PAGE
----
Court Reporting Snafus: How Shoddy Reporting Can Ruin Cases
A court reporter is entrusted with the responsibility of recording, verbatim, the ongoings of legal proceedings. In any instance that the judge, jury or legal counsel require facts about who said what in the duration of the case, or any time after, they need to be able to turn to the court reporter’s transcript for an exact written recording.
The necessity of perfect transcripts, provided in a timely manner, for the appeals process, as well as the issues of ownership of the legal documents are biggest snafus in the court reporting arena.
Court cases cannot be appealed without perfect transcripts; every word matters. If a court reporter’s transcript is incomplete, an extremely important piece of evidence could be missing. An incomplete transcript is very likely going to slow up the appeals process.
The Trial of Darlie Lynn Routier
When Texan Darlie Lynn Routier was found guilty of murdering her child in 1997, her lawyers filed for appeal. It took stenographer Sandra Halsey over a year to finish the 15,000 page document, which contained mistakes and missing information.
The court reporter’s procrastination and shoddy transcripts held the appeal process up for over three years.
Court reporters are freelance employees. This is a benefit to the state because it alleviates the necessity of government salary and benefits, though it brings an important snafu to light: the court reporter owns the transcripts of the legal proceedings.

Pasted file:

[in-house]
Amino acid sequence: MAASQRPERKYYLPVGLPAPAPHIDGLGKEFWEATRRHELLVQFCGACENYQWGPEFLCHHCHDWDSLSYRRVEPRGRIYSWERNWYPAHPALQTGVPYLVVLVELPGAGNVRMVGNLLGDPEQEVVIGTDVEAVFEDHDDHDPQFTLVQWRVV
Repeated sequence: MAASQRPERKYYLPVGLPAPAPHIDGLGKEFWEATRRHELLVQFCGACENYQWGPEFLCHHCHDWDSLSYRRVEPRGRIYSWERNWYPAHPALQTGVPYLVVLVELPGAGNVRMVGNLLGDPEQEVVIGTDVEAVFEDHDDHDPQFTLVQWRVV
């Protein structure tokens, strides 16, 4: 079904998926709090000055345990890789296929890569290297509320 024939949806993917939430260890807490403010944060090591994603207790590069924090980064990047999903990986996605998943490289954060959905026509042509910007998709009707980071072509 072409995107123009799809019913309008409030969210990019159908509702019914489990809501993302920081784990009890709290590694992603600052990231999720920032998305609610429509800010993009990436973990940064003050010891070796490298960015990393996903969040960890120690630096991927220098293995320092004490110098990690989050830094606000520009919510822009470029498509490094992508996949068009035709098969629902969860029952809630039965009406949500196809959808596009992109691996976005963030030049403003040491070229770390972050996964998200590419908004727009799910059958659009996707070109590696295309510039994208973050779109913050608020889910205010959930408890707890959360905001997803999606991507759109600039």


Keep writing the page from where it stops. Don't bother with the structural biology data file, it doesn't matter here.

Though the court reporter supplies the legal staff with copies of the transcripts, they are paid a per page transcription fee. Also, in the slim chance that the stenographer no longer has the transcript files, an entire case can be lost – literally.
Nancy Currie – Computer Error or Shoddy Reporting?
In a 2010 case against a bail bondsman, Attorney Trevor Theilen’s court appointed stenographer was Nancy Currie. When Theilen lost the case, he contacted Currie for a copy of the transcript to file an appeal.
Currie was also responsible for transcripts in Attorney Thelma Clardy’s civil case. Currie, because of computer crash, was unable to deliver transcripts crucial to the case. Currie lost her license because of this infraction.
This loss of license made Currie unable to legally produce the transcripts Theilen needed for his appeal. With no written transcripts of the case, it was as if the case never happened. He was back to square one in the whole legal process.
Shoddy reporting can damage a case when information is inaccurate or incomplete. Also, the possibility of a court reporter not producing transcripts or loosing the files can ruin a court case. Choose your Philadelphia court reporter wisely, they can determine the outcome of your case’s future.